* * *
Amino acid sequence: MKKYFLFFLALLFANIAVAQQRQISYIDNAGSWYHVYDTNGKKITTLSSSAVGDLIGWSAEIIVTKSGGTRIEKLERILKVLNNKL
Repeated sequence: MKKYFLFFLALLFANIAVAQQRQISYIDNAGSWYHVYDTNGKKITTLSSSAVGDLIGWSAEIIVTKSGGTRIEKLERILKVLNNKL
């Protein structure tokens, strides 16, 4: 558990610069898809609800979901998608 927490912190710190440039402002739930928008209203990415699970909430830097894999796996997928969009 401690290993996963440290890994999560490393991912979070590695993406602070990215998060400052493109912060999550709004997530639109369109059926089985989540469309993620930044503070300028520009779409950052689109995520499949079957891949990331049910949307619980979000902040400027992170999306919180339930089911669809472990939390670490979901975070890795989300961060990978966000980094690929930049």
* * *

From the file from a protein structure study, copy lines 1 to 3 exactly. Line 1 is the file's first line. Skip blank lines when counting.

Amino acid sequence: MKKYFLFFLALLFANIAVAQQRQISYIDNAGSWYHVYDTNGKKITTLSSSAVGDLIGWSAEIIVTKSGGTRIEKLERILKVLNNKL
Repeated sequence: MKKYFLFFLALLFANIAVAQQRQISYIDNAGSWYHVYDTNGKKITTLSSSAVGDLIGWSAEIIVTKSGGTRIEKLERILKVLNNKL
């Protein structure tokens, strides 16, 4: 558990610069898809609800979901998608 927490912190710190440039402002739930928008209203990415699970909430830097894999796996997928969009 401690290993996963440290890994999560490393991912979070590695993406602070990215998060400052493109912060999550709004997530639109369109059926089985989540469309993620930044503070300028520009779409950052689109995520499949079957891949990331049910949307619980979000902040400027992170999306919180339930089911669809472990939390670490979901975070890795989300961060990978966000980094690929930049």